giraffe walrus cclllWhat do a giraffe, a walrus, and the short-story anthology Carolina Crimes: 19 Tales of Lust, Love, and Longing have in common?*

 

Last August, a batch of short stories arrived in my inbox. I had promised to edit an anthology written by members of Sisters in Crime who lived in the Carolinas. The anthology was a project of the Triangle chapter of SinC, and its theme was sex. Yes. Crime stories motivated by lust, love, and longing.

I am a fiction writer too, and I empathized with the writers of these stories. Each writer had hunched for hours, even days, over her keyboard. She wriggled, sighed, scribbled notes, talked to herself. Typed, deleted, typed, deleted. Moved sentences, changed a word, changed it back again. Eventually she had a draft. She showed it to her critique group, wrote a revision. Wrote another. She submitted it for consideration in our SinC anthology, and it was accepted, conditionally: subject to a satisfactory revision.

Now her story was in my hands. My goal was to work with her to make the story more – more polished, more engrossing, more true to the writer’s vision, more satisfying for the reader. Without changing the writer’s style and voice.

I spent the better part of two months working with the nineteen authors. Here is what I discovered about myself as an editor: I’m a wriggling mass of inconsistencies. The top five:

 
1) I loathe backstory, except when I don’t. Ordinarily I recommended the excision of every speck of backstory; it’s a digression, a drag on forward motion, and usually unnecessary. Unless . . . it isn’t. For example, backstory that explains a character’s behavior or mood can be sprinkled in judiciously.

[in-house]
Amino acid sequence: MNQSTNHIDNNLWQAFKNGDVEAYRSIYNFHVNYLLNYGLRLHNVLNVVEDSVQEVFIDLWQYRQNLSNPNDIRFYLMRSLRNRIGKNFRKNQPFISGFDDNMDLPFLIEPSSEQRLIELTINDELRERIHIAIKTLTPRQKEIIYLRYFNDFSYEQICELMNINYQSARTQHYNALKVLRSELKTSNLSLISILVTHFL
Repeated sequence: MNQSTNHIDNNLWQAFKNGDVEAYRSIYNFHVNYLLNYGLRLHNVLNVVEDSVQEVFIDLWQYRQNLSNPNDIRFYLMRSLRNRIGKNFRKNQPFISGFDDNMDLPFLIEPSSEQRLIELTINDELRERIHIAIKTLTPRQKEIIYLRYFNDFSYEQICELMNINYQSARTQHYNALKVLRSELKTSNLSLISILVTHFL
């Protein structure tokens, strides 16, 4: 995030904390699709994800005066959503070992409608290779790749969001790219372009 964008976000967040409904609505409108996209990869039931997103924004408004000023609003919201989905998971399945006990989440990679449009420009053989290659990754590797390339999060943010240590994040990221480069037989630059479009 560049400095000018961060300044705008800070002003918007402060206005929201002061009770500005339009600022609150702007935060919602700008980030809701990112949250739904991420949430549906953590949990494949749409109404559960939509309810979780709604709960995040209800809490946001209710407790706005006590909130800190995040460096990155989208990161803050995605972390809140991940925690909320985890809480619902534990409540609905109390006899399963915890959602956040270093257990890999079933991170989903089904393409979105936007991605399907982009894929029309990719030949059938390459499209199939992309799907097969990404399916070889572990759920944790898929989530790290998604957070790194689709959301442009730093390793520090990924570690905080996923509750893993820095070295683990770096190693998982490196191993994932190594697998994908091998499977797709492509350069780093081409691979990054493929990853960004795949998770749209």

2) It’s a short story. So shorten it. Delete the second scene with the cops, delete one of the multiple points of view, delete characters that only appear once. Unless . . . you’ve taken shortcuts. Instead of telling us the soon-to-be-murdered boss is a jerk, show us how he treats his employees. Instead of telling us the busboy is in love with the stripper, write a scene where she invites him to her apartment. A full page of pure undiluted dialogue? Ask your characters to interact with the setting. Add emotional reactions, a bit of interior monologue.

3) Plot. I like organic plots. Give me characters who want something, put obstacles in their way, and conflict will ensue. The story will almost tell itself. Unless . . . the characters are passive victims of external forces. So light a fire under your character, make sure there’s something at stake for him, and set him loose.

4) Surprise me. I love a good reversal, a twist, a surprise, a shift in a character’s perception or the reader’s understanding. Unless . . . it comes out of nowhere, results from an impossible coincidence.

5) Language. Clarity and precision, people! Eliminate empty words, phrasal verbs, words ending in –ness and –ing, lazy adjectives like lovely, wonderful, beautiful, adorable, horrible, nasty, terrible, pretty, silly, tautologies. Make the thesaurus your friend. Unless . . . a florid writing style overwhelms the story with its cleverness. Then it must be dampened, a little. Also, I don’t hate adverbs as much as I’m supposed to.

The authors were troupers. They re-wrote then re-wrote some more. They may have gnashed their teeth, pulled out their hair, and stuck pins in my likeness, but they did the work.

I couldn’t be more proud of the result. Carolina Crimes: 19 Tales of Lust, Love, and Longing was published by Wildside Press in paper and e-book formats. It’s available through online retailers and these bookstores in the Raleigh-Durham area: McIntyre’s, Quail Ridge, and Flyleaf. Many of the authors will be reading at Flyleaf in Chapel Hill on August 9 at 2 PM.
*Fifteen months gestation.

***********

Karen Pullen’s stories have appeared in Sixfold, bosque (the magazine), Ellery Queen Mystery Magazine, Spinetingler, Every Day Fiction, and anthologies. Her first novel, Cold Feet, was published by Five Star Cengage in 2013. She lives in Pittsboro, NC where she occasionally teaches in Central Carolina Community College’s creative writing program.

Check out an interview that I conducted with Karen about her first novel, Cold Feet.


Michele Tracy Berger

Michele Tracy Berger

Author, Academic, Creativity Expert I'm an award winning writer.